NY mandates strangle local governments – By George J. Marlin

The following appears in the June 4-10 issue of the Long Island Business News:

In a recent meeting held to discuss suburban problems, the county executives of Nassau, Suffolk and Westchester agreed that unfunded state mandates are consuming too big a share of their budgets. Nassau’s Ed Mangano, speaking for the group, said, “None of us can afford one more unfunded mandate. We want to make that clear.”

For years governors and state legislators have been evading the responsibility of funding programs they wanted by ordering municipalities and school districts to provide and pay for a host of services. To comply with these unfunded mandates, local governments are forced to raise billions in taxes. This, in part, explains why New York’s local per capita taxes are the highest in the nation.

Studies have revealed that New York imposes more mandates than any other state – over 2,000. These mandates consume on average 60 percent of county government budgets.

The Citizens Budget Commission has explained that the main reason for the crippling level of taxation is state policies on Medicaid, education and collective bargaining between unions and local governments.

The Manhattan Institute’s E.J. McMahon agreed: “What this underscores is that the problem we have is a four-letter word: cost. The costs are driven primarily out of Albany, by the state Legislature and the governor. But though the costs are dictated by Albany, Albany does not have to foot the whole bill; that’s the main problem. All they do in Albany is cash the campaign contributions from all the interest groups that benefit from their spending, primarily the unions.”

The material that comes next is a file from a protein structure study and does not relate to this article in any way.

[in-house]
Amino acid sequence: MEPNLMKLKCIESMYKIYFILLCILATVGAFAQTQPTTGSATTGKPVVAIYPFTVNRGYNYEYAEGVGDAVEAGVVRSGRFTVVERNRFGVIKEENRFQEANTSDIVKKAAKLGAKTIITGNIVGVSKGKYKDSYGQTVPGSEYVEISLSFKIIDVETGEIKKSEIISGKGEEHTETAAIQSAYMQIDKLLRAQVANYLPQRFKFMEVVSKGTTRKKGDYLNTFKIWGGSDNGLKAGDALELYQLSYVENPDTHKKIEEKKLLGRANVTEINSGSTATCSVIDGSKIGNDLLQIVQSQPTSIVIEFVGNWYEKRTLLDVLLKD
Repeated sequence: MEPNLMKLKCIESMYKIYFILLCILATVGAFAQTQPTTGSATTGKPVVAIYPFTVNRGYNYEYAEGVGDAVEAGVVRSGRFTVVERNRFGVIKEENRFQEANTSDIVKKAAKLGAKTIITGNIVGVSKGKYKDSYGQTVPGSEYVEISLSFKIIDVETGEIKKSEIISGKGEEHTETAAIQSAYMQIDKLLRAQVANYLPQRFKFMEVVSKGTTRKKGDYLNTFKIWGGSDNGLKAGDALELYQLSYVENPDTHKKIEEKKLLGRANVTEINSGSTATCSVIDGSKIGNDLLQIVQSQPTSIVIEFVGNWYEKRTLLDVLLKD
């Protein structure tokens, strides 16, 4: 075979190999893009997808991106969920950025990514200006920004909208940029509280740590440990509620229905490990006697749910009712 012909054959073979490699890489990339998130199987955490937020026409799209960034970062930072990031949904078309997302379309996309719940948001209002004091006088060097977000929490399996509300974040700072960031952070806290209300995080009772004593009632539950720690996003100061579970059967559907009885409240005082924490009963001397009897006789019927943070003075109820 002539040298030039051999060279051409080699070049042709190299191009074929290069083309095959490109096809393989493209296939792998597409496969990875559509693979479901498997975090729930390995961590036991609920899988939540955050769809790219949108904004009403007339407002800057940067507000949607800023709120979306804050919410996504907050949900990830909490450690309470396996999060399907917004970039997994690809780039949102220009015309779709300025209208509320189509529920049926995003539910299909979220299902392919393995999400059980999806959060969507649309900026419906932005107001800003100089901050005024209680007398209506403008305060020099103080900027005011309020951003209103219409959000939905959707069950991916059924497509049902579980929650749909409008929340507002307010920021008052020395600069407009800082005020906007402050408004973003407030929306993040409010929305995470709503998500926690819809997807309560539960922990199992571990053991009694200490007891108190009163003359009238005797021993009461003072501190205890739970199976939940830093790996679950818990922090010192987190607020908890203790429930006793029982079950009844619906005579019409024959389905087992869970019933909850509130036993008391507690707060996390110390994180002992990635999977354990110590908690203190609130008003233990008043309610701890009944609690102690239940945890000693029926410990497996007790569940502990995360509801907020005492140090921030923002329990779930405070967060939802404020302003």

Medicaid is the poster child for unfunded mandates. Created during the “Great Society” heyday, Title 19 of the Social Security Act of 1965 established guidelines for a Medicaid program that states could adopt to provide medical services for the poor. The federal government would cover half the cost and the states would have to pay the other half.

New York quickly signed on to the program, added numerous amendments that made dependency a way of life and decreed that Albany would pick up only half the state’s portion of Medicaid costs; the rest of the financial burden would have to be shouldered by local governments. As a result, today the average New York county devotes about half of its property taxes to covering its imposed share of Medicaid costs. In Nassau County, the local share of Medicaid is nearly $250 million annually, in Suffolk $230 million – roughly 30 percent of their property tax collections.

The other cause of local government’s skyrocketing cost: New York’s public sector labor laws.

With employee salaries and benefits accounting for about 75 percent of municipal and school district operating expenses, possessing the power to effectively negotiate fair contracts is essential. Unfortunately this is not the case in New York. Over the years the state Legislature, succumbing to the demands of public employee unions, has enacted legislation that puts municipal employers at a disadvantage at the bargaining table.

Here are a few examples: The Public Employee Relations Board hinders municipal employers from implementing cost-saving policies such as subcontracting of services. The Triborough Amendment forbids employers from altering “terms and conditions of employment” after a contract has expired. As a result, teacher unions, for example, have no incentive to seriously negotiate since their members are guaranteed pay increases even in the absence of a contract.

These and scores of other laws, rules and regulations that favor municipal unions explains why the average salary of government workers is higher than private sector employees and why government benefits exceed those in the private sector.

Because time after time Albany’s “powers that be” have, for short-term political advantage, forced mandates without regard to potential consequences, New York’s local governments and school districts are on the edge of a fiscal abyss.

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